Culture + Community
November Bibliotherapy with Lulu Brud
As the sun has been ducking out of the sky earlier and earlier, my desire to curl up under a cozy blanket with good books has been increasingly more present. I devoured both of these books in two days and barely came up for air in between them. With the holidays rapidly approaching, mounting social obligations and gatherings and rushing about will try to pull you out of your house, but these books will give you a good excuse to stay home, curled up on your couch.
“The Rules Do Not Apply: A Memoir”by Ariel Levy
This book ripped my heart out of my chest, smashed it into the floor and then somehow reassembled it in a new heart-shaped form back in my body. Levy writes about her losses in a way that swallowed me whole, so viscerally and so perfectly. Perhaps it was not the best book to read while I am still sitting in the thin membrane of my own loss. However, maybe the antidote in the case of grief is taking more of the poison – someone else’s, perhaps – and allowing yourself to be split open and your grief wrung out by the shared human experience.
SUMMARY: All her life, Ariel Levy was told that she was too fervent, too forceful, too much. As a young woman, she decided that becoming a writer would perfectly channel her strength and desire. She would be a professional explorer — “the kind of woman who is free to do whatever she chooses.” Levy moved to Manhattan to pursue her dream, and spent years of adventure, traveling all over the world writing stories about unconventional heroines, following their fearless examples in her own life. But when she experiences unthinkable heartbreak, Levy is forced to surrender her illusion of control. In telling her story, Levy has captured a portrait of our time, of the shifting forces in American culture, of what has changed and what has remained. And of how to begin again.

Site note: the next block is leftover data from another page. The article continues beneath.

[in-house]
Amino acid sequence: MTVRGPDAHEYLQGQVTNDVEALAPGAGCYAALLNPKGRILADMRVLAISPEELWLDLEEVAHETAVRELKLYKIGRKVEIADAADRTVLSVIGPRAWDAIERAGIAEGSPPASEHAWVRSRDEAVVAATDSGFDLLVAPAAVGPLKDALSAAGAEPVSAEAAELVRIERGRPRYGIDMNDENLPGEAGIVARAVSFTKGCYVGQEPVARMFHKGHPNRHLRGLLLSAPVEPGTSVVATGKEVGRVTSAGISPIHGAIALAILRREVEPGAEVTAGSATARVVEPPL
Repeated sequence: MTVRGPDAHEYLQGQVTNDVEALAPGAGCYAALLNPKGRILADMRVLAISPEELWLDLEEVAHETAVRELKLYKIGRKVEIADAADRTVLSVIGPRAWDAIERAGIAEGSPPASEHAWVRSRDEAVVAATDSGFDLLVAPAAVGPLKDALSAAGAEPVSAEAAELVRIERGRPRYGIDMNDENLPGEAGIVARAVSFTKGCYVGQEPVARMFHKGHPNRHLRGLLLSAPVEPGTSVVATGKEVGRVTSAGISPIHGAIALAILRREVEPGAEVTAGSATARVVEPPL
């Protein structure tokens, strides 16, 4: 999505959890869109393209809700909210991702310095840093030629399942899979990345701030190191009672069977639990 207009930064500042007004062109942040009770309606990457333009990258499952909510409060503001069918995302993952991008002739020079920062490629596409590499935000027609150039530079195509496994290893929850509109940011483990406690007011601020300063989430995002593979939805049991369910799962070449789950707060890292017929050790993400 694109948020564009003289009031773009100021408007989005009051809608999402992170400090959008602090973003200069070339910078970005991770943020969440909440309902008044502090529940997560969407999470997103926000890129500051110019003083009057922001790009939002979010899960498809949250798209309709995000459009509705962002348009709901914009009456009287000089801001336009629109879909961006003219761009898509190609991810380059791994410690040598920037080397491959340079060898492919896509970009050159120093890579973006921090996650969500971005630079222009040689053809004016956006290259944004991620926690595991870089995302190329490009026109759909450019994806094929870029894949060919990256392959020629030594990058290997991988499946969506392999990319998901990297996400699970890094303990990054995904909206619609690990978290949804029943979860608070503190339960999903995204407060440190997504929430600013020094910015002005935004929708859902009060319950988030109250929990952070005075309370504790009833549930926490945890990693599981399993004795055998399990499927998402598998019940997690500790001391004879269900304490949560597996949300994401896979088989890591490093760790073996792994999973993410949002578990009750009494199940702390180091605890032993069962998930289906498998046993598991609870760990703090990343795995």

“Sex & Rage” by Eve Babitz
I’m a sucker for a good book cover, and the re-issue of this Babitz classic definitely caught my eye on the shelf of my local book store. Having spent the bulk of my “growing up into an adult” years in Los Angeles, this book was a wonderful exploration of the city that existed here before me. The way Babitz paints her world is so vividly alive, from the people that inhabit them to the oceans that exist therein.
SUMMARY: The popular rediscovery of Eve Babitz continues with this very special reissue of her novel, originally published in 1979, about a dreamy young girl moving between the planets of Los Angeles and New York City. We first meet Jacaranda in Los Angeles. She’s a beach bum, a part-time painter of surfboards, sun-kissed and beautiful. Jacaranda has an on-again, off-again relationship with a married man and glitters among the city’s pretty creatures, blithely drinking White Ladies with any number of tycoons, unattached and unworried in the pleasurable mania of California. Yet she lacks a purpose―so at twenty-eight, jobless, she moves to New York to start a new life and career, eager to make it big in the world of New York City. Sex and Rage delights in its sensuous, dreamlike narrative and its spontaneous embrace of fate, and work, and of certain meetings and chances. Jacaranda moves beyond the tango of sex and rage into the open challenge of a defined and more fulfilling expressive life. Sex and Rage further solidifies Eve Babitz’s place as a singularly important voice in Los Angeles literature―haunting, alluring, and alive.